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Hiking in Norway

Find your path

We Norwegians walk – a lot.

When the spring arrives and warm rays of sunlight finally shower the landscape, forcing the snow in the mountains to a silent retreat, people of all ages head outdoors and go trekking.

We hike up small, massive, steep, and rugged mountains …

… down deep evergreen valleys

… along the coast …

… and into dense forests, all over the country.

Alone. Together. In sunny weather and pouring rain.

From popular marked trails and tourist attractions to wild and untamed mythical landscapes, the varied scenery has earned Norway a well-deserved reputation as a major European hiking destination. To give you a sneak-peek of what to expect, we have collected some of the most classic (and challenging!) hiking routes.

For more tour suggestions, check out our hiking map further down the page!

These iconic hikes are visited by people worldwide and might sometimes be a bit crowded during weekends from mid-June to the end of July. However, if you hit the trails during weekdays, you will probably meet fewer people and get more space to yourself.

You can also take the trip when the landscape is painted in red, yellow, and orange during late summer and autumn. At this time, you can enjoy the scenic surroundings practically undisturbed.

Our country is of great variations and vast distances, so when you plan your hiking adventure in Norway, we recommend that you focus on one region or a specific area to explore. Almost regardless of where you go, you have a myriad of paths to choose from.

Many travellers choose hiking as a way to explore the raw beauty of the north, to conquer some of Fjord Norway's most iconic mountain formations ...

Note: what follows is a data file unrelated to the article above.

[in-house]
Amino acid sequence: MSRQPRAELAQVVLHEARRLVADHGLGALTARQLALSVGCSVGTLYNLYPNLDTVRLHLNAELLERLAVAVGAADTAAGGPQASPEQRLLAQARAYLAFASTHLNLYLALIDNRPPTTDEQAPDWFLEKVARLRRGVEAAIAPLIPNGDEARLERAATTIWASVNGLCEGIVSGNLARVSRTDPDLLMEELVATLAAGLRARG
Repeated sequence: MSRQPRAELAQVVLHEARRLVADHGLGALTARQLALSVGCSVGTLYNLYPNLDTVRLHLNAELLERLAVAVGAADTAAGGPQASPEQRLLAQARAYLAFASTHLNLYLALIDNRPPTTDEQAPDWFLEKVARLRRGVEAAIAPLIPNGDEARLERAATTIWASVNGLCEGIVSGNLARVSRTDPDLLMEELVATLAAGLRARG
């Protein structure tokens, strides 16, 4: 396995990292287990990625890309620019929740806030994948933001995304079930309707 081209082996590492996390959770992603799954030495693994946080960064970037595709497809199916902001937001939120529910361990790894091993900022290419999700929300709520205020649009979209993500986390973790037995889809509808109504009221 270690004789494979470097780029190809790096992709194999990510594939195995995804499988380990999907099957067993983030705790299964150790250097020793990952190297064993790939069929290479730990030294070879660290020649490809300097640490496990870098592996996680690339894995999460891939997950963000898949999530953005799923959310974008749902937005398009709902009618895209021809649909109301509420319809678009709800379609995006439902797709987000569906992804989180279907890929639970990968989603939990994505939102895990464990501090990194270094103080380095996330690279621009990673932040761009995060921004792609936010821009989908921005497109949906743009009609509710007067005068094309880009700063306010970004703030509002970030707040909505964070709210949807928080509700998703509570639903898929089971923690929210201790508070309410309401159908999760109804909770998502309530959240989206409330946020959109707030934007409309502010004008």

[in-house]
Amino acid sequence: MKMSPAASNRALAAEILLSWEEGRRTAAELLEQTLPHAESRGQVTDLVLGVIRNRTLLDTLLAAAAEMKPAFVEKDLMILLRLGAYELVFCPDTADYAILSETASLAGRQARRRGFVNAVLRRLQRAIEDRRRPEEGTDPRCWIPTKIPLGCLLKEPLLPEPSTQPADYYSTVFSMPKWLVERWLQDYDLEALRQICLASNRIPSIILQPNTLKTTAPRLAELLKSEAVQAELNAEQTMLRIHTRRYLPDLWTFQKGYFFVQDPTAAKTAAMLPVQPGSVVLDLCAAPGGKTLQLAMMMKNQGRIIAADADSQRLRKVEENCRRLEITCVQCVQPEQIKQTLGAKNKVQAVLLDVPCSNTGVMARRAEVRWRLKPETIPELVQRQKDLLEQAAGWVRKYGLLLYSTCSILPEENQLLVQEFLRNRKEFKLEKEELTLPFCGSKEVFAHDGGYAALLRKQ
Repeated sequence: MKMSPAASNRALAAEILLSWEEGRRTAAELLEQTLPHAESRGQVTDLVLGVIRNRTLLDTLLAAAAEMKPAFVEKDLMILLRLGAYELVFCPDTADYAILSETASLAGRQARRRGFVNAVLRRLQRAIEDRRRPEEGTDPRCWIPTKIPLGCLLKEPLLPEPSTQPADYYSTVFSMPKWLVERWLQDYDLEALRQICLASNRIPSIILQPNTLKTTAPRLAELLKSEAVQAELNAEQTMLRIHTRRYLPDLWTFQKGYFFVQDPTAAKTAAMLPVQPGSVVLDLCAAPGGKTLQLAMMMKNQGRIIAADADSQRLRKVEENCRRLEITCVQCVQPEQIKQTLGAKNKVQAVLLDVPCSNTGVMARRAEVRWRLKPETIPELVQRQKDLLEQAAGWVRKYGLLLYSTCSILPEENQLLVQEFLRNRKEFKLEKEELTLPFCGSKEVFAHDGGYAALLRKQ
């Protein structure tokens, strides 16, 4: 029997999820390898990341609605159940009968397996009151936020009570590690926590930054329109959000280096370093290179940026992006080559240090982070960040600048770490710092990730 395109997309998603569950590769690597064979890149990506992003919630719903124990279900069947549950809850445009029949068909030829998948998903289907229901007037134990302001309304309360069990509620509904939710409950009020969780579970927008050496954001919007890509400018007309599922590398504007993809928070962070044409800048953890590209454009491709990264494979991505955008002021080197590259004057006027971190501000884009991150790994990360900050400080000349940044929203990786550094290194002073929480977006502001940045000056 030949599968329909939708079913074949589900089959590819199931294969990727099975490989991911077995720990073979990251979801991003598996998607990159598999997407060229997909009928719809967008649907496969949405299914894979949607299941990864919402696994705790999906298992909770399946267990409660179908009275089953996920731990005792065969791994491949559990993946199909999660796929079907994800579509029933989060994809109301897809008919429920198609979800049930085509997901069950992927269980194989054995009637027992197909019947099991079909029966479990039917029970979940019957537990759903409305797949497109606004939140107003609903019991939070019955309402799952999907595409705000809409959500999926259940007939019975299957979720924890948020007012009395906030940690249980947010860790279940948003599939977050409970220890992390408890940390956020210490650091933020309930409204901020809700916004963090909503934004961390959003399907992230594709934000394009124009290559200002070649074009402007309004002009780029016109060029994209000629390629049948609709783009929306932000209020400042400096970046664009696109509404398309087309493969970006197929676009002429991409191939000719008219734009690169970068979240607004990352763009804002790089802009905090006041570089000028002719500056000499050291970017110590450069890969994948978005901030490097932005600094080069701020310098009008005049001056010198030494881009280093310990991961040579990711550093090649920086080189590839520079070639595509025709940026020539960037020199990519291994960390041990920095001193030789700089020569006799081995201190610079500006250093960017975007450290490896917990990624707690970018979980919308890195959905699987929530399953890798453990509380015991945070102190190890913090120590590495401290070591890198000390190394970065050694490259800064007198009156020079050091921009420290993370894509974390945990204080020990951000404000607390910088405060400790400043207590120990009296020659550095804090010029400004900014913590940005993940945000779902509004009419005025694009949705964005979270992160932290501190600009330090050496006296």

… or to walk on a glacier on a guided tour.

If you are craving a proper challenge, you can step it up in one of Norway’s spectacular mountain stairways.

Our 47 national parks, which are free and open to the public all year round, are further playgrounds for recreational adventures.

Softer trekking options are also available – many trails are marked according to difficulty, so make sure you pick a route that suits your fitness level.

And regardless of what path you choose, remember to rest well.

Numerous cabins all over the country offer convenient and affordable accommodation for hikers. Many are of a fairly basic standard, but don’t be surprised if you come across a hiking lodge with a fancy look – ambitious architects have designed quite a few. And if you want a little bit of luxury, there is no shortage of grand hotels to choose from.

Hiking with the Norwegian Trekking Association

The Norwegian Trekking Association (DNT) runs more than 550 affordable hiking cabins all over Norway, which gives you ample choice of decent, reasonable accommodation on your hiking holiday.

DNT offers three types of cabins: staffed lodges, self-service cabins and no-service cabins. Hike from cabin to cabin along the coast, in the forests, and the mountains.

Plan your hike with DNT

Safety in the mountains

Norway is an incredible place to explore, with untamed mythical landscapes, mountains, valleys, and fjords. But before you enter the outdoors, get familiar with the Norwegian mountain code’s nine simple rules to help you stay safe.

The mountain code

1. Plan your trip and inform others about the route you have selected.

2. Adapt the planned routes according to ability and conditions.

3. Pay attention to the weather and the avalanche warnings.

4. Be prepared for bad weather and frost, even on short trips.

5. Bring the necessary equipment so you can help yourself and others.

6. Choose safe routes. Recognize avalanche terrain and unsafe ice.

7. Use a map and a compass. Always know where you are.

8. Don’t be ashamed to turn around.

9. Conserve your energy and seek shelter if necessary.

Read the mountain code with supplementary comments.

And remember: Hiking is more than reaching a final destination.

If you manage to stay present and take in the beauty of nature along the way – the sights, smells and small details – you will experience the essence of what we call friluftsliv.

Then you will also understand why hiking is tightly connected to kos (cosiness) – the unique Norwegian word for having a good time.

Take a timeout. Take a hike.

And before you venture out, take a moment to ponder the practicalities.

And if you want to capture your memories in Norwegian nature,
make sure you know the Norwegian drone rules.

Find hikes all over Norway

Explore the map and find hiking suggestions in the area you are planning to visit.

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